No matter what you demand the reformed view must believe, it does not make it so. Scripture never says that God WANTS people to end up in hell. On the contrary, He takes no pleasure in the death of the wicked. The reformed view doesn’t teach it. By the way, you’re making the argument that Paul anticipated in Romans 9.

        14 What shall we say then? There is no injustice with God, is there? May it never be! 15 For He says to Moses, “ I will have mercy on whom I have mercy, and I will have compassion on whom I have compassion.” 16 So then it does not depend on the man who wills or the man who runs, but on God who has mercy.

        God does not force people to sin and rebel. They do it by nature. It is a consequence of the fall. They need no help in choosing to continually reject God and His mercy. Romans 1 comes to mind. Though what can be known about God can be clearly seen, they reject Him, and eventually He gives them over to a depraved mind. They reject Him by choice. They do not seek for God. They are not righteous, not even one. All have sinned and fall short of the glory of God.

        Scripture makes it clear (forget Calvin)- man rejects God by choice.

        On the other hand, if any man desires to repent and believe in Jesus Christ, it is only made possible by God’s grace. Indeed, even as Jesus said, “the reason you do not believe me is because you are not of my sheep… my sheep hear my voice and they follow me…” And later He says, “No one CAN COME to Me unless my Father who sent Me draws Him.” It is clear and has been clear throughout Church history that any person who comes to faith only comes because of the grace of God. That doesn’t mean they don’t make a choice, but it does mean that the motivation for that choice could NOT have come from within them (a fallen nature, dead in sin, spiritually blind) but only from God.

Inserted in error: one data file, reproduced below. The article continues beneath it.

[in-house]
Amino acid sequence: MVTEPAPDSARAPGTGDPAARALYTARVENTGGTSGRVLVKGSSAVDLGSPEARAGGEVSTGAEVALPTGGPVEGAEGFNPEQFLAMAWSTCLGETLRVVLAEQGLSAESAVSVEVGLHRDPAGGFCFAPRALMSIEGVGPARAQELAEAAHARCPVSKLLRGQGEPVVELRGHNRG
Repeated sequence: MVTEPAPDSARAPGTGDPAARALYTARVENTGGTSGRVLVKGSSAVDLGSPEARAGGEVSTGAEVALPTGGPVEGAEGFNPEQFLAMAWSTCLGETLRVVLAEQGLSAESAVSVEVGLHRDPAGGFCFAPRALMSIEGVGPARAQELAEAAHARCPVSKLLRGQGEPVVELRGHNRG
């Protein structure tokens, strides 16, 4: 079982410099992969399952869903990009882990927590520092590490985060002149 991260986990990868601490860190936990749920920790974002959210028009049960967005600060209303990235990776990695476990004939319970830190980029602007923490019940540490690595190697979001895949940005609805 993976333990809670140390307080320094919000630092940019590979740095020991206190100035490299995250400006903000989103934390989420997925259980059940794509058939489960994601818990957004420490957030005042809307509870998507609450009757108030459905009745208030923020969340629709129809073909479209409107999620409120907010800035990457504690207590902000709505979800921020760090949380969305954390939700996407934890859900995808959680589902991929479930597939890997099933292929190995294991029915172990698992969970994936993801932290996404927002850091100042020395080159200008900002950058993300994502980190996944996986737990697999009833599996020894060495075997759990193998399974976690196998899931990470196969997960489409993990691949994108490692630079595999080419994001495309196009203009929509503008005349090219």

Bottom line: no matter how loudly you protest, you can’t make me agree that I believe something that I do not believe.

          Jim G.

          Then answer me this, Darryl. If he takes no pleasure in it, why did he decree it? You can’t have your cake and eat it too. And single predestination does not help either, because those not elected to salvation are automatically passed over to damnation.

          You can’t avoid the fact that EVERYTHING goes according to plan.

          Jim G.

          Randall Cofield

          Jim G,

          Then answer me this, Darryl. If he takes no pleasure in it, why did he decree it?

          I’m sure you take no pleasure in strongly disciplining your children. If you take no pleasure in it, why do you determine to do it?

          Peace

          Jim G.

          Huge, gargantuan, uncompromisingly large difference, Randall. God is not disciplining them so that they will not repeat bad behavior. He is banishing them from his love forever ultimately because he wants to do it. Don’t even put disciplining children in the same universe.

          I love my kids and I do discipline them for unwanted behavior. But the LAST thing I would ever do is disown them for eternity out of my own free choice because my sense of justice is offended. Or worse yet, choose to heap love, affection, and ultimate bliss on one and cast the other two into outer darkness because I am not obligated to give them bliss.